HATHA YOGA has been developed over the centuries by many Gurus. It’s a combination of physical postures (asanas) and breathing techniques (pranayama). The goal is physical and emotional balance, and body-mind connection. “Ha” means Sun and “Tha” means Moon: the practice balances these two energies within the human body and mind. All is requested is consistency. Hatha also means “willpower” and “effort”.
Hatha Yoga visible effects are: muscle tone and joint flexibility, an overall improvement of one’s health and a steady mind. Such benefits lead to a better quality of life, whatever your age.
Teachers: Laura Piai, Elena Vitale, Cristina Altrocchi, Ilaria Tarallo, Michela Granconato, Nadia Ceban, Cristina Bucci
ASHTANGA YOGA is an ancient Yogic tradition brought to life by Sri T. Krishnamacharya and his beloved student Sri K. Pattabhi Jois (Guruji). A very dynamic practice, Ashtanga Yoga focuses on performing asana according to the Vinyasa method – coordinating each movement with one inhale or exhale. The breathing techniques derives from Ujjay Pranayama, Victorious Breath. This breathing techniques practiced with the correct Asana sequences make the practitioner strong, flexible, stable and healthy. The mind also becomes steady and calm. Focusing on the physically demanding sequences and the breath, our mind finds concentration and positively reacts to life challenges. This deep body-mind work naturally involves our spiritual and emotional life, unwinding our tense emotional body. Ashtanga Yoga positively affects our physical body, our mind and our higher states of consciousness.
Teachers: Ilaria Tarallo, Beatrice Mezzanotte, Ariane Ravazzi
PRANA VASHYA YOGA derives from Pranayama, Hatha and Ashtanga Yoga. Prana means life. Being alive as a Yoga means being awaken and aware. Vashya means control of three specific aspects of our life: happiness, health and self-awareness. When we are aware, we also deeply understand the outside world, our society and ourselves. We are better able to adapt to the present moment.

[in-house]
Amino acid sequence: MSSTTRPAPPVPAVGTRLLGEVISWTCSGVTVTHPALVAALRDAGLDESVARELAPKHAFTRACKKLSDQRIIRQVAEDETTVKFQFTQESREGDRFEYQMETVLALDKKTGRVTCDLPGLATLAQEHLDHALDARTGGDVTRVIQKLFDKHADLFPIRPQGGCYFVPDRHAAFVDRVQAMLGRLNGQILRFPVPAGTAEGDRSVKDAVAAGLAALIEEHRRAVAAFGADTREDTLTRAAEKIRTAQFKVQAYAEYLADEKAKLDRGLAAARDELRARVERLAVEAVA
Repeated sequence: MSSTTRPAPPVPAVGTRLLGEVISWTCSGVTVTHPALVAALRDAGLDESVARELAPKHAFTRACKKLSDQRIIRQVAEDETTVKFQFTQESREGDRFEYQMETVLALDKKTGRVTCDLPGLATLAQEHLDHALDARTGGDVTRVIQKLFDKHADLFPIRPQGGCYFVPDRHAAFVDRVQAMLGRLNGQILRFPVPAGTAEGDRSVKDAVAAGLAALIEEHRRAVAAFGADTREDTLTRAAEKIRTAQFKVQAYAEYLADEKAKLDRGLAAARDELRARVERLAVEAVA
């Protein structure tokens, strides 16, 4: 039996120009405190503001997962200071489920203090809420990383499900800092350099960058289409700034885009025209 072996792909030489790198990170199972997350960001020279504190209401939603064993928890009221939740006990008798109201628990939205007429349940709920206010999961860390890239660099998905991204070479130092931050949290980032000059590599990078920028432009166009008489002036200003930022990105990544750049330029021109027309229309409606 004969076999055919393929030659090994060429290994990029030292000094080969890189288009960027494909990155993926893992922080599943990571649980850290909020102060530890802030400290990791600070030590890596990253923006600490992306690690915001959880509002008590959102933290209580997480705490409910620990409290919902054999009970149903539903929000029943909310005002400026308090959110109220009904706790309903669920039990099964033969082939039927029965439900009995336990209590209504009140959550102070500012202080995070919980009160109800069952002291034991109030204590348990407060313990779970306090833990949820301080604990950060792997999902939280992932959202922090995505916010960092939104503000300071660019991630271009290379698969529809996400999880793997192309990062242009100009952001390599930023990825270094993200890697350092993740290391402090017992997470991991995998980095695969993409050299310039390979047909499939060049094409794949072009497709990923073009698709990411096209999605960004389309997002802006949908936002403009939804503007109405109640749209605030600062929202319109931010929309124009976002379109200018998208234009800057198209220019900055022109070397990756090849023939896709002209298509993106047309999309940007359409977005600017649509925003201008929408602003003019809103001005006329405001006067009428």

In Prana Vashya Yoga breath gives us access to deep states of consciousness. The practice goal is to maintain the body-mind connection avoiding wandering thoughts. Drishti (focus of the gaze) is an elemental part of the process. The mind is the bridge between prana and the body; when self-awareness and control are there, the practitioner will be able to improve his life.
Teachers: Barbara Zerbini and Luca Compare, the first certified teachers of this practice in Italy
PILATES POWER FLOW
PILATES FLOW is a sequence of Pilates flowing moves that follow the music and allow the body to express itself finding its lost harmony and a deep sense of wellbeing.
The Pilates method was developed by Joseph Pilates at the beginning of last century. Each teacher can adapt the moves to his/her background and goals, adhering to the six Pilates tenets:
Concentration; focus on each exercise. The mind should master every single part of the body.
Control; control on every muscle. The practitioner should move with the utmost care.